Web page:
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This article in SSSAJ

  1. Vol. 48 No. 5, p. 1082-1086
     
    Received: Sept 6, 1983
    Accepted: Mar 20, 1984


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doi:10.2136/sssaj1984.03615995004800050026x

Spatial Variability of Rhizobium japonicum in Two North Carolina Soils1

  1. A. G. Wollum and
  2. D. K. Cassel2

Abstract

Abstract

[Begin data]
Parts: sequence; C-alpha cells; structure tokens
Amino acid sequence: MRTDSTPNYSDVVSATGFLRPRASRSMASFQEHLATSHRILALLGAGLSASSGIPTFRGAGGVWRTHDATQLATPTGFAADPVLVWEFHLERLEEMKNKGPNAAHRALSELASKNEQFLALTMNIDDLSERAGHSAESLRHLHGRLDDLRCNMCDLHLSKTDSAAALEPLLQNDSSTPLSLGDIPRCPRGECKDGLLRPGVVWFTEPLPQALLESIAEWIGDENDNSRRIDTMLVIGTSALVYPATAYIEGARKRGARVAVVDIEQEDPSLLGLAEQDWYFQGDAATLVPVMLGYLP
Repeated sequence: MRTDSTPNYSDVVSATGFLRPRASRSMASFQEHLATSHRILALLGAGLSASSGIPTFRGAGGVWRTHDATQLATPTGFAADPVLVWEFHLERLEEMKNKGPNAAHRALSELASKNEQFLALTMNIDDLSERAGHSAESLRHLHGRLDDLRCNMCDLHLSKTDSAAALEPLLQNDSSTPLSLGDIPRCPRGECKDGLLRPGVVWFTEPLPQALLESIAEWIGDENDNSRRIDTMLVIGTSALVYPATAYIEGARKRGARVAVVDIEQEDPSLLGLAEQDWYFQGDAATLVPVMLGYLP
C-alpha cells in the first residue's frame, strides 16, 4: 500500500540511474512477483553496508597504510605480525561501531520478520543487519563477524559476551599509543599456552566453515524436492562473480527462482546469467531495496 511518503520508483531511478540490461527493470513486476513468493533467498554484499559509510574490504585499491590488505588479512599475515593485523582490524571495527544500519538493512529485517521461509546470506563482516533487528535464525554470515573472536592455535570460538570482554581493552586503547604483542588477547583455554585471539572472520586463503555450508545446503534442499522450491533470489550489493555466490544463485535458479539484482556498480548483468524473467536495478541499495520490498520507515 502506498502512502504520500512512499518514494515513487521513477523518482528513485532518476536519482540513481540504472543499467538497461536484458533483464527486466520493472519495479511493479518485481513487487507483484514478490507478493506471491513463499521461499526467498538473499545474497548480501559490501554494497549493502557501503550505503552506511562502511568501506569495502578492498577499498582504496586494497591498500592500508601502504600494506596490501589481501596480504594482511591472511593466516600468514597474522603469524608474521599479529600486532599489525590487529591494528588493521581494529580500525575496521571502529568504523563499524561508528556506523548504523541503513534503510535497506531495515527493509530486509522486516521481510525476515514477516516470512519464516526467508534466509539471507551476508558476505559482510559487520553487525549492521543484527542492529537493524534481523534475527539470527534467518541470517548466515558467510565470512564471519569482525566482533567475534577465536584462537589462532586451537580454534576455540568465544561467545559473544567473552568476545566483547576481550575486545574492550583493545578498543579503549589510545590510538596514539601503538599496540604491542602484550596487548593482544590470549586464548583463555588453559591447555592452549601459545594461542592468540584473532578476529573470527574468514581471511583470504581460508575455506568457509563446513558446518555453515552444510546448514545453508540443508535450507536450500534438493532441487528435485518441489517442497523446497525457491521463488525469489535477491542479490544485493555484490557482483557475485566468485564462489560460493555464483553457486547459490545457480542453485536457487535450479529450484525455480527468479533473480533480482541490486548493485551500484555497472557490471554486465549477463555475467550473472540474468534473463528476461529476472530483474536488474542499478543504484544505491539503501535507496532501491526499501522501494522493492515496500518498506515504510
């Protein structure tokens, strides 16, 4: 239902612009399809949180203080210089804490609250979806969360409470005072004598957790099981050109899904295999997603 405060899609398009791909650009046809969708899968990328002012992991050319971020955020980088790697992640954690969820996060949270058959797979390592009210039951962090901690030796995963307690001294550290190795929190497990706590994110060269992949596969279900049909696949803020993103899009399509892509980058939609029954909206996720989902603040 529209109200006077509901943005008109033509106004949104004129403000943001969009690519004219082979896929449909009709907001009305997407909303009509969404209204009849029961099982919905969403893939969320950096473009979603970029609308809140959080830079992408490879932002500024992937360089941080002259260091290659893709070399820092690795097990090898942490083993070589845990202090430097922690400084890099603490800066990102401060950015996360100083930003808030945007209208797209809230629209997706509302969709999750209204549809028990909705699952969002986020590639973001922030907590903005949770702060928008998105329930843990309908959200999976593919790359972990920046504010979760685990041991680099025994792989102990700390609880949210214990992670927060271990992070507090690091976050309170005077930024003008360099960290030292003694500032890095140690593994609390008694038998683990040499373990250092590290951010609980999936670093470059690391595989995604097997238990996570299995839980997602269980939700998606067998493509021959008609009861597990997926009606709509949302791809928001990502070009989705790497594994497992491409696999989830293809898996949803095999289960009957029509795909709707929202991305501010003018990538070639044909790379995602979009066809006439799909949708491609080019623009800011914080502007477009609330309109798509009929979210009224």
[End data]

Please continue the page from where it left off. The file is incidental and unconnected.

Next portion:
The spatial variability of Rhizobium japonicum populations was evaluated for two soils on the Coastal Plain of North Carolina. The Nahunta soil (fine-silty, siliceous, thermic Arenic Paleudults) was somewhat poorly drained and had an organic matter content of 20 g kg−1 whereas the Pocalla soil (loamy, siliceous, thermic, Arenic Paleudults) was well drained and had 10 g kg−1 organic matter. One hundred and five soil samples from the Ap horizon were collected from an apparently uniform 18-m by 18-m area at each site and were subjected to analysis by the plant infectivity—most-probable-number (MPN) technique to determine the number of rhizobia. The log10 MPN (log MPN) of R. japonicum varied from 2.63 to 7.03 g−1 soil; mean log MPN values were 4.10 and 6.07 g−1 soil for Pocalla and Nahunta, respectively. Semivariograms for sample separation distances (h) < 2 m at each site were developed from soil samples collected on transects (fences). Semivariograms for h ≥ 3 m were developed using data collected on a 3-m grid. Analysis of the semivariograms constructed from the log MPN data indicated a different variance structure at each site. Moreover, the variance structure for log MPN was found to be directional, i.e., it was different in the direction “parallel to the row” compared to the direction “perpendicular to the row.” For the Pocalla soil the semivariance in the “down-the-row” direction was greater for values of h < 1.05 m than it was for h ≥ 3 m. This apparent discrepancy is thought to be due to selection of the transect from which the 0.2-m spaced samples were collected in a region of the field which is not typical of the field as a whole. This result demonstrates the importance of using a sampling regime which is not biased toward one particular area of a field. Root densities, inherent soil properties, seasonality, and management practices are possible contributors to the subtle changes in rhizobia populations that were observed.

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